Nova was the first Aboriginal woman to win an Olympic gold medal after being part of the successful Australian women’s field hockey team at the 1996 Games in Atlanta, USA. She later switched to running and won gold in the 200m race at the 1998 Commonwealth Games in Kuala Lumpar, Malaysia, and also competed in the 2000 Olympic Games in Sydney.

On 15 July, Peris, a Murran and Bunitj woman, attended the unveiling of a 2.2-metre-high statue made in her honour at Melbourne’s Federation Square. Sculptors Gillie and Marc Art designed the bronze likeness in collaboration with Yorta Yorta and Dja Dja Warung descendent and artist Jandamarra Cad. And the team from the Bellarine Peninsula Salvos were right there with Nova, celebrating the momentous occasion with her.

“We got to know Nova in 2020 as part of our Youth Ambassador Program, and the kids involved last year that couldn’t do anything because of lockdown,” explains Corps Officer Captain Peter Hobbs. “So, it was good for them to come and support her. This is so significant for us because the Bellarine Salvos are passionate about empowering and including Indigenous culture into everything we do.

“Our going was purely relationship building – there with no strings attached to that gathering other than to support her. She is such a great ambassador for women and Indigenous people.”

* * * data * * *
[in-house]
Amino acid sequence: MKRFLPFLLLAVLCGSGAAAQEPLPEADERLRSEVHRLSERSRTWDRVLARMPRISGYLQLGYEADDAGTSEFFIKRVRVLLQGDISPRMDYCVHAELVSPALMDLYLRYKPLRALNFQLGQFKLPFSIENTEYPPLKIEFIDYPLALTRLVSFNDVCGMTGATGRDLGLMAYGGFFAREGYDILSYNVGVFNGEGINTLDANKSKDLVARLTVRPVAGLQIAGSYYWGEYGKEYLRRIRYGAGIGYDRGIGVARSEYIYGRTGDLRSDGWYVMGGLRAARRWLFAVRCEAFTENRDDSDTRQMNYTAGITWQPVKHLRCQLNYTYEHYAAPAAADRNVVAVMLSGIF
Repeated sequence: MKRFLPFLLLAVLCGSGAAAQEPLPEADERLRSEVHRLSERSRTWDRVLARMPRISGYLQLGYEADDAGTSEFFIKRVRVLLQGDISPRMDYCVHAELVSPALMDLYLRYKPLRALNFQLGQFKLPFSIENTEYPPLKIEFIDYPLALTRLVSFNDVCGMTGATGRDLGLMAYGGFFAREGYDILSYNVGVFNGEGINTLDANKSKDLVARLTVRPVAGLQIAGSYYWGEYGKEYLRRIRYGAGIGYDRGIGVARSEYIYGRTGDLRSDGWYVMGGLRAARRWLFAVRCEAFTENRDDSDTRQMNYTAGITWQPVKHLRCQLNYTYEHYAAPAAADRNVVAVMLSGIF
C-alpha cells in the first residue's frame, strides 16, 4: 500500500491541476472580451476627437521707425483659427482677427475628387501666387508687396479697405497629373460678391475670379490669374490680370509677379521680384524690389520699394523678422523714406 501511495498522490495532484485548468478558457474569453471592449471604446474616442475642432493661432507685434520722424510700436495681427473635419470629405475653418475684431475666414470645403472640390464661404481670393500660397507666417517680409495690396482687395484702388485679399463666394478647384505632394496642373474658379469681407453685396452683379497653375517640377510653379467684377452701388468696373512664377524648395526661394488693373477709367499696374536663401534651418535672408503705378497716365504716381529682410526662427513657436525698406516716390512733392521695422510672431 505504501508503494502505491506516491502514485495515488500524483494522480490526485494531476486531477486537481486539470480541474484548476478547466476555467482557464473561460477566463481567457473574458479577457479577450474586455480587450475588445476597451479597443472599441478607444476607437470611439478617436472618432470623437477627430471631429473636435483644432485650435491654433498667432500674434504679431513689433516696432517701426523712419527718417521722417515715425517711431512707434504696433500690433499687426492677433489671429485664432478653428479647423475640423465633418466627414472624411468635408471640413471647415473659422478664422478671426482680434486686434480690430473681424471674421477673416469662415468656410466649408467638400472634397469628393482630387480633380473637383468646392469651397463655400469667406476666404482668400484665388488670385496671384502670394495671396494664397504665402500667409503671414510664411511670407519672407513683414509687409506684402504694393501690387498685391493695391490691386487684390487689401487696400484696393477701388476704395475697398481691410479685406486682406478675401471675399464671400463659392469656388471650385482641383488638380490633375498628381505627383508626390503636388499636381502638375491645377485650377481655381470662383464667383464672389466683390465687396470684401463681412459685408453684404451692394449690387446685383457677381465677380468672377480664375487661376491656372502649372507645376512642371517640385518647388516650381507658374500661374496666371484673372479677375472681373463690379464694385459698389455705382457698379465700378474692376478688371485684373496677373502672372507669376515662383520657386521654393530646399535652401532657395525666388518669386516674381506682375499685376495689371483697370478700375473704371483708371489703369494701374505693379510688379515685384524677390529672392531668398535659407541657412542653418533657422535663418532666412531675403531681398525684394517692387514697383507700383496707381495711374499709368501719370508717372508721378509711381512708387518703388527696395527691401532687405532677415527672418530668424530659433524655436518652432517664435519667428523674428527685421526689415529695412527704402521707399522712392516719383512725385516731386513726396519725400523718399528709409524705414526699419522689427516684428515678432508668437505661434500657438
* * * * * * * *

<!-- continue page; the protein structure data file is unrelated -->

The statue’s significance can’t be overstated – it was created as part of the Statues for Equality initiative, which redresses the lack of gender diversity and representation of black, Indigenous and people of colour in Australian public statues. The bronze likeness of Nova is the first statue of an Indigenous woman in Australia and a part of only 1.5 per cent of statues depicting women in the country.

The Salvation Army Bellarine’s Youth Ambassadors from Clifton Springs Primary School travelled to Melbourne to support Nova and her new statue in Federation Square. (From left) Tiana, Captain Peter Hobbs, Nova Peris OAM, Stori, Mentor Tahnee Parsons, Cooper, and Xavier.

At the unveiling, Nova said, “It’s not just a statue of me; it represents black excellency. It represents any kid out there who dares to dream big ... this is for all the mob. This is for all the Aboriginal children out there who are so super-talented; I want them to see black excellence,” she said. “It’s not just a black excellence statue. It’s a woman statue. It’s a mother statue. It’s women who can achieve heights over adversity and who keep waking up every day.”